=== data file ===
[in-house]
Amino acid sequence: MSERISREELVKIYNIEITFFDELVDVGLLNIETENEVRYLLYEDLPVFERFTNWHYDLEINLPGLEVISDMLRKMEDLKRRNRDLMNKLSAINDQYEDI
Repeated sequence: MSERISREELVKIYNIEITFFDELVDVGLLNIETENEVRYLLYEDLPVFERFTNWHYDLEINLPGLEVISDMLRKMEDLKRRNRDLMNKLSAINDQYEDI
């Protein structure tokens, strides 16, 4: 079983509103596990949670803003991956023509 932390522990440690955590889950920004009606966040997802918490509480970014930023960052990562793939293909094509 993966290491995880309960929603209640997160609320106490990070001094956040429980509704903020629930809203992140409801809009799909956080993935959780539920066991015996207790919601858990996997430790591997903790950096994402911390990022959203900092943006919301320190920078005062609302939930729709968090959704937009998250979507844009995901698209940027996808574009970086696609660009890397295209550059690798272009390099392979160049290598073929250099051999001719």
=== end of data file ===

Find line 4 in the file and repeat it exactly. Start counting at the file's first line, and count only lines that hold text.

């Protein structure tokens, strides 16, 4: 079983509103596990949670803003991956023509 932390522990440690955590889950920004009606966040997802918490509480970014930023960052990562793939293909094509 993966290491995880309960929603209640997160609320106490990070001094956040429980509704903020629930809203992140409801809009799909956080993935959780539920066991015996207790919601858990996997430790591997903790950096994402911390990022959203900092943006919301320190920078005062609302939930729709968090959704937009998250979507844009995901698209940027996808574009970086696609660009890397295209550059690798272009390099392979160049290598073929250099051999001719």